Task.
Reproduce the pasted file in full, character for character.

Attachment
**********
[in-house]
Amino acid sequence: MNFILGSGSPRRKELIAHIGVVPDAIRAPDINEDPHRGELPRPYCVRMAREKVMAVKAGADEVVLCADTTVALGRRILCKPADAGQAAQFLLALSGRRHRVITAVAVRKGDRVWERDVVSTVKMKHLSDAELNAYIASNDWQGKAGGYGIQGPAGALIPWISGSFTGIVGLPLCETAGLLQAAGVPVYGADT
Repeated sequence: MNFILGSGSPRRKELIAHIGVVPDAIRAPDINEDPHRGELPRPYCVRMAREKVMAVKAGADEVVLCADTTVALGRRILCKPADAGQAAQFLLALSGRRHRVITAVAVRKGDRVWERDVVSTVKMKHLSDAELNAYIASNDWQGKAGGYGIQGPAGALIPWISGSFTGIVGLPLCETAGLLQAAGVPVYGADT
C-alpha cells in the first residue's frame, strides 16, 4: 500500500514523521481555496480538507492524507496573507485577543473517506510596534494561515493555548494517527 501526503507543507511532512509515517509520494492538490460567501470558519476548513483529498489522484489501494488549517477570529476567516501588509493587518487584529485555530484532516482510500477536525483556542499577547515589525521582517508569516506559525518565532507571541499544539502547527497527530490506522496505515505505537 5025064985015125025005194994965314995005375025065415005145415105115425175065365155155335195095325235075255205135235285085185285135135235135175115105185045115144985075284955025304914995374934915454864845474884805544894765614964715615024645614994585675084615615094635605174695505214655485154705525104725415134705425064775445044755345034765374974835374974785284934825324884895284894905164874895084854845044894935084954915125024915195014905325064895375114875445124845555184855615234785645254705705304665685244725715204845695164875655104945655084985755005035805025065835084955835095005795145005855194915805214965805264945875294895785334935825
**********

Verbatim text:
[in-house]
Amino acid sequence: MNFILGSGSPRRKELIAHIGVVPDAIRAPDINEDPHRGELPRPYCVRMAREKVMAVKAGADEVVLCADTTVALGRRILCKPADAGQAAQFLLALSGRRHRVITAVAVRKGDRVWERDVVSTVKMKHLSDAELNAYIASNDWQGKAGGYGIQGPAGALIPWISGSFTGIVGLPLCETAGLLQAAGVPVYGADT
Repeated sequence: MNFILGSGSPRRKELIAHIGVVPDAIRAPDINEDPHRGELPRPYCVRMAREKVMAVKAGADEVVLCADTTVALGRRILCKPADAGQAAQFLLALSGRRHRVITAVAVRKGDRVWERDVVSTVKMKHLSDAELNAYIASNDWQGKAGGYGIQGPAGALIPWISGSFTGIVGLPLCETAGLLQAAGVPVYGADT
C-alpha cells in the first residue's frame, strides 16, 4: 500500500514523521481555496480538507492524507496573507485577543473517506510596534494561515493555548494517527 501526503507543507511532512509515517509520494492538490460567501470558519476548513483529498489522484489501494488549517477570529476567516501588509493587518487584529485555530484532516482510500477536525483556542499577547515589525521582517508569516506559525518565532507571541499544539502547527497527530490506522496505515505505537 5025064985015125025005194994965314995005375025065415005145415105115425175065365155155335195095325235075255205135235285085185285135135235135175115105185045115144985075284955025304914995374934915454864845474884805544894765614964715615024645614994585675084615615094635605174695505214655485154705525104725415134705425064775445044755345034765374974835374974785284934825324884895284894905164874895084854845044894935084954915125024915195014905325064895375114875445124845555184855615234785645254705705304665685244725715204845695164875655104945655084985755005035805025065835084955835095005795145005855194915805214965805264945875294895785334935825